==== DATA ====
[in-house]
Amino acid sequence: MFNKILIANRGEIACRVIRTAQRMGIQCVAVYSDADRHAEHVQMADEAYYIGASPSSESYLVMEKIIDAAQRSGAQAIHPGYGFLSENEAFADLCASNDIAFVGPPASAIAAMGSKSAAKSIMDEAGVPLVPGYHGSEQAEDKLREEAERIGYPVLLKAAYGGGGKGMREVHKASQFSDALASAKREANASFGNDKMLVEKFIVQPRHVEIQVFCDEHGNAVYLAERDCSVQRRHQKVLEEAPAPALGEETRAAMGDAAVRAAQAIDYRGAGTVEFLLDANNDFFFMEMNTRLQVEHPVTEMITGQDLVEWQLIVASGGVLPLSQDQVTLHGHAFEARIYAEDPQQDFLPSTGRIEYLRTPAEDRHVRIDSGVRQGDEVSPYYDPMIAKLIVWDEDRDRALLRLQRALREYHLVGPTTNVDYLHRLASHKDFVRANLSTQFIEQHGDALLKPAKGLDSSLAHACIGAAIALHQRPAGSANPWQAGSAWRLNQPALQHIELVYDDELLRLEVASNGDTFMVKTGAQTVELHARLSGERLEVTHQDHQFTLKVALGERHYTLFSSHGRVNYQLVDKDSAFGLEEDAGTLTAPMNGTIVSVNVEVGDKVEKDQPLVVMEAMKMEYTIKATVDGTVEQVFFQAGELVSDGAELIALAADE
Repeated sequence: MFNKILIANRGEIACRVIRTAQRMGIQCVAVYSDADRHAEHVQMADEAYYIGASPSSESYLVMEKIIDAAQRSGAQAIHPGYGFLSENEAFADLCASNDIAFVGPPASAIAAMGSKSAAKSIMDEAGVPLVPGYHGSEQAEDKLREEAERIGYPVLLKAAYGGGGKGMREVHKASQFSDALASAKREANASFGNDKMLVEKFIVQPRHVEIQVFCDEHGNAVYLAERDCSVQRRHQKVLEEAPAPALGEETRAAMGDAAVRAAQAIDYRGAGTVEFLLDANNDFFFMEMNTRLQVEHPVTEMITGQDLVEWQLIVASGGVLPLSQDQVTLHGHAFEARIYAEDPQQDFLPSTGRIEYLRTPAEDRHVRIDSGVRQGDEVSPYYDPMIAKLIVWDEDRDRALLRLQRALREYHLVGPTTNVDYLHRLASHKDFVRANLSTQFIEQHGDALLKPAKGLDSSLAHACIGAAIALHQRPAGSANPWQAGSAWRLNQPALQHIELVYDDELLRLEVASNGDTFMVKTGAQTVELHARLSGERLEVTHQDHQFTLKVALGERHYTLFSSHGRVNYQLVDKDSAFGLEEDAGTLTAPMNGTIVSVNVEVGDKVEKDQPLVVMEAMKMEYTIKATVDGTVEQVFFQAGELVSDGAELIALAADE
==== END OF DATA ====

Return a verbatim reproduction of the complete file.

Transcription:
[in-house]
Amino acid sequence: MFNKILIANRGEIACRVIRTAQRMGIQCVAVYSDADRHAEHVQMADEAYYIGASPSSESYLVMEKIIDAAQRSGAQAIHPGYGFLSENEAFADLCASNDIAFVGPPASAIAAMGSKSAAKSIMDEAGVPLVPGYHGSEQAEDKLREEAERIGYPVLLKAAYGGGGKGMREVHKASQFSDALASAKREANASFGNDKMLVEKFIVQPRHVEIQVFCDEHGNAVYLAERDCSVQRRHQKVLEEAPAPALGEETRAAMGDAAVRAAQAIDYRGAGTVEFLLDANNDFFFMEMNTRLQVEHPVTEMITGQDLVEWQLIVASGGVLPLSQDQVTLHGHAFEARIYAEDPQQDFLPSTGRIEYLRTPAEDRHVRIDSGVRQGDEVSPYYDPMIAKLIVWDEDRDRALLRLQRALREYHLVGPTTNVDYLHRLASHKDFVRANLSTQFIEQHGDALLKPAKGLDSSLAHACIGAAIALHQRPAGSANPWQAGSAWRLNQPALQHIELVYDDELLRLEVASNGDTFMVKTGAQTVELHARLSGERLEVTHQDHQFTLKVALGERHYTLFSSHGRVNYQLVDKDSAFGLEEDAGTLTAPMNGTIVSVNVEVGDKVEKDQPLVVMEAMKMEYTIKATVDGTVEQVFFQAGELVSDGAELIALAADE
Repeated sequence: MFNKILIANRGEIACRVIRTAQRMGIQCVAVYSDADRHAEHVQMADEAYYIGASPSSESYLVMEKIIDAAQRSGAQAIHPGYGFLSENEAFADLCASNDIAFVGPPASAIAAMGSKSAAKSIMDEAGVPLVPGYHGSEQAEDKLREEAERIGYPVLLKAAYGGGGKGMREVHKASQFSDALASAKREANASFGNDKMLVEKFIVQPRHVEIQVFCDEHGNAVYLAERDCSVQRRHQKVLEEAPAPALGEETRAAMGDAAVRAAQAIDYRGAGTVEFLLDANNDFFFMEMNTRLQVEHPVTEMITGQDLVEWQLIVASGGVLPLSQDQVTLHGHAFEARIYAEDPQQDFLPSTGRIEYLRTPAEDRHVRIDSGVRQGDEVSPYYDPMIAKLIVWDEDRDRALLRLQRALREYHLVGPTTNVDYLHRLASHKDFVRANLSTQFIEQHGDALLKPAKGLDSSLAHACIGAAIALHQRPAGSANPWQAGSAWRLNQPALQHIELVYDDELLRLEVASNGDTFMVKTGAQTVELHARLSGERLEVTHQDHQFTLKVALGERHYTLFSSHGRVNYQLVDKDSAFGLEEDAGTLTAPMNGTIVSVNVEVGDKVEKDQPLVVMEAMKMEYTIKATVDGTVEQVFFQAGELVSDGAELIALAADE